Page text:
Learning to Bake with Natural Yeast

I have always known that eating whole grains is the best thing for your body. I also knew that unless they were prepared correctly they really didn’t do much good because your body couldn’t digest them. I have researched it over the years, knew that I really should be sprouting my wheat or soaking it to make it easier on our bodies to digest and to obtain maximum nutrition.  The reality was that it seemed way too overwhelming, and too time consuming. I didn’t want to have to go through the whole long process every time I wanted to make something with wheat. So I’d either just use white flour, or still use wheat despite the fact that I knew it wasn’t going to really do much for me.  That’s where I had pretty much left it.

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Recently my friend Lily told me about a class she had attended on Natural Leavening by Melissa Richardson that was amazing. Melissa had explained all the nutritional benefits of using natural yeasts from starts for your baking. The natural process of the yeast in the start breaks down the wheat into its greatest nutritional value making it easy to digest and giving you all the nutrients that you should be getting from your whole grains. Melissa also explained that if she didn’t make the whole process super easy and doable busy moms would never do it. I whole heartily agreed! That’s where I’ve been for the last few years. My friend intrigued me.  I went to Melissa’s blog The Bread Geek and bought her book The Art of Baking with Natural Yeast, and began reading everything I could.  I was intrigued. I was especially curious to see if you could actually use natural starts with out the result tasting sour. Everything I had ever tried before that was related to soaking, or starts always turned out sour which is not my favorite.  She claimed that the bread could have a very mild, non sour taste.  I was really hoping that was true.

So I begged a start off of my friend Lily and decided to see if this really was doable.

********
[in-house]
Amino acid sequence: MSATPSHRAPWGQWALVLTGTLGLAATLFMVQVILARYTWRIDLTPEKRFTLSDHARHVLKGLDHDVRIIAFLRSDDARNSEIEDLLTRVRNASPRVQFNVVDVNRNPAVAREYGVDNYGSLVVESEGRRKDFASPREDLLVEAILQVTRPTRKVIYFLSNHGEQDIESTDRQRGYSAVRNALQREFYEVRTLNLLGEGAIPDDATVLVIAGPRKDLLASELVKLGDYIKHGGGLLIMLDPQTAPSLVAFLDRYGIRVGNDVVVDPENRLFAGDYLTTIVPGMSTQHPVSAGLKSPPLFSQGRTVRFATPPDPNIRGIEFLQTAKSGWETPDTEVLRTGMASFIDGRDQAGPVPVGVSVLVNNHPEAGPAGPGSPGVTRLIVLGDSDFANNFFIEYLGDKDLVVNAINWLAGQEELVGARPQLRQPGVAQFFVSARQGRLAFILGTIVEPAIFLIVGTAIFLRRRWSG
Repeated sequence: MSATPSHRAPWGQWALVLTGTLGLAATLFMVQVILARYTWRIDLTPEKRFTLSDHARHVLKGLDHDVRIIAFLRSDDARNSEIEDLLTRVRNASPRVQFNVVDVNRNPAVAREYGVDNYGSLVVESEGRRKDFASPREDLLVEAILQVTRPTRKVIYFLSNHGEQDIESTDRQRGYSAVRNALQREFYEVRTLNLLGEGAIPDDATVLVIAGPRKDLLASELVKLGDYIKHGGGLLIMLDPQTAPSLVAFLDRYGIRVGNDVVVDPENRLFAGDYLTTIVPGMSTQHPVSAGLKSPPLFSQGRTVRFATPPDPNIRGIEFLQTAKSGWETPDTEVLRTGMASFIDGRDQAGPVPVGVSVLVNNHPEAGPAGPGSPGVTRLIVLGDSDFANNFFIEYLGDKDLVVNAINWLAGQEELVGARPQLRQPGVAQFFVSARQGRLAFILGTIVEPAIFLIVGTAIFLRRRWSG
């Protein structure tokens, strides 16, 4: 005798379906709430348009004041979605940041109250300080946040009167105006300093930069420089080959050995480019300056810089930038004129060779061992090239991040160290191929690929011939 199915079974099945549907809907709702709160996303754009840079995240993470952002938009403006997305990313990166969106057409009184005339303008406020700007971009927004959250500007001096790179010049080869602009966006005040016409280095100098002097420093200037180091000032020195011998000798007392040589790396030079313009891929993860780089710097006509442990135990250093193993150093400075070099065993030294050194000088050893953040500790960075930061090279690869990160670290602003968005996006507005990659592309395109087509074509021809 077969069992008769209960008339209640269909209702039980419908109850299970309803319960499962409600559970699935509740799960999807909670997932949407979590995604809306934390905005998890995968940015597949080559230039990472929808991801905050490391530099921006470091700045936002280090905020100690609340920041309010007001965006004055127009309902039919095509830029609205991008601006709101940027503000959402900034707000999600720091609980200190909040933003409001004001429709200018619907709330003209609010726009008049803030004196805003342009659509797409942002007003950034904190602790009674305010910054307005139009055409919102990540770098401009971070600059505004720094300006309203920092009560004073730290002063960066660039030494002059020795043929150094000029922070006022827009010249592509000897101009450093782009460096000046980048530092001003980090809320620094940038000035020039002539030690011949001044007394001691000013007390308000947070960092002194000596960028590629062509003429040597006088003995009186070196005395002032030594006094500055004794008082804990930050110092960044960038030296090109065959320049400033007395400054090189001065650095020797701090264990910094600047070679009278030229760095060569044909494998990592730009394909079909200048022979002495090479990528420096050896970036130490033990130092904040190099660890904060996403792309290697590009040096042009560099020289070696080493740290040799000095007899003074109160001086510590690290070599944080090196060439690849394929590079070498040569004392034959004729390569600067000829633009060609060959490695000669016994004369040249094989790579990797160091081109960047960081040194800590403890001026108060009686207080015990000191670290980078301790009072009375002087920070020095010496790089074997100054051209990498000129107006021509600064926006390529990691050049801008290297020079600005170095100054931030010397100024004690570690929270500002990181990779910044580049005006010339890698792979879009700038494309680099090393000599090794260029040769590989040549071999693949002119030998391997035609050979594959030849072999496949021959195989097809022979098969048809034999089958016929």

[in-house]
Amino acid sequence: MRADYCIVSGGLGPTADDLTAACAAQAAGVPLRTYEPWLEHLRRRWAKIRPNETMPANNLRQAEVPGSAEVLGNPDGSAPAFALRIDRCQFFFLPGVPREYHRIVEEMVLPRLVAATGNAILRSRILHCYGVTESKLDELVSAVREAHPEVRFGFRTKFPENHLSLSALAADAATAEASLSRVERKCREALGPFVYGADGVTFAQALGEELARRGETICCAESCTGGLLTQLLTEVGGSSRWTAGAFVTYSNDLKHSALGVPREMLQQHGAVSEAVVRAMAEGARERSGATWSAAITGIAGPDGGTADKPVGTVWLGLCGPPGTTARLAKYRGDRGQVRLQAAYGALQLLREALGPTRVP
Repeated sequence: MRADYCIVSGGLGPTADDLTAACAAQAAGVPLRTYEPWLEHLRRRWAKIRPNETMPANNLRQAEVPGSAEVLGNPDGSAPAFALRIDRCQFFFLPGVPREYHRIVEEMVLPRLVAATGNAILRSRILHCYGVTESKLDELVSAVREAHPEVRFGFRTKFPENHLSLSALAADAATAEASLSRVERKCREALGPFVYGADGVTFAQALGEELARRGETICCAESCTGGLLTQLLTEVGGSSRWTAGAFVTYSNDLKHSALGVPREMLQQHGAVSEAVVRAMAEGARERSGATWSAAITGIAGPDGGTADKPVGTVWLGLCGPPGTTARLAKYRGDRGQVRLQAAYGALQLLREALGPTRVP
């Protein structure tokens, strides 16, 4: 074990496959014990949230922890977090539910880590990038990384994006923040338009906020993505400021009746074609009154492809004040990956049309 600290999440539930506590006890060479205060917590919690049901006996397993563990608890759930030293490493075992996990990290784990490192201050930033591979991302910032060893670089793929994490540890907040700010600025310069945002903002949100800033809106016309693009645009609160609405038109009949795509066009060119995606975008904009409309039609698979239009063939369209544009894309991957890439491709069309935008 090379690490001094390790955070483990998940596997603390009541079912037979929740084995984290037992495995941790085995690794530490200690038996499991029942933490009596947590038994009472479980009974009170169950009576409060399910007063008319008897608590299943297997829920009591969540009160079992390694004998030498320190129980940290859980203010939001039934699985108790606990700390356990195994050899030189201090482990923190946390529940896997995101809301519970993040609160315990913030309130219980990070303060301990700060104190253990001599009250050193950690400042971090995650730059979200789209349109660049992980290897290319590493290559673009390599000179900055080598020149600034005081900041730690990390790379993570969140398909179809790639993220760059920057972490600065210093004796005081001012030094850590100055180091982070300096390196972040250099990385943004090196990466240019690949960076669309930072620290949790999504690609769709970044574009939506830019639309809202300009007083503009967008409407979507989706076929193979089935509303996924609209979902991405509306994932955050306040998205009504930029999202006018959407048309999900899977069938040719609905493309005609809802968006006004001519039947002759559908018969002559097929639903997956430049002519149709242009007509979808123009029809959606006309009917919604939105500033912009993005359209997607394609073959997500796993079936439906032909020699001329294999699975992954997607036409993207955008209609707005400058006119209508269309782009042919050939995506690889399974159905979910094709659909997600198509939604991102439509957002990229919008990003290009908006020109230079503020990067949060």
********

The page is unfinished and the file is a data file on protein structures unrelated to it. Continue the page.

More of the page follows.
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I made my first batch of bread with them. I didn’t form them the best, and it took a lot longer for them to rise than what the recipe said. I just waited till they had risen fully which was almost 24 hours just in rising. They looked good, they smelled good, but after that first bite it had the sour flavor I am not a fan of.  Beau was OK with it, the kids not so much. It was edible and I was still willing to eat it knowing the health benefits. But the fact that she claimed it didn’t have to taste sour was still at the back of my mind. I knew there had to be a way, so I started researching more on her blog and on the Origional Fast Food Blog in their leavening section. After reading through all the comments, questions and responses I came to a couple of conclusions.

1. Once I feed the yeast I need to bake it within 36 hours.  If I go longer it will be sour.

2. I think my fridge is a bit too cold, so it takes longer for the start to grow, which ends up making the bread sitting longer than 36 hours when I go to bake bread.  So I’ve started leaving it on my counter top when I want to speed up the process a bit. If I want it to slow down I put it in my fridge, based on if I have time to bake it or not.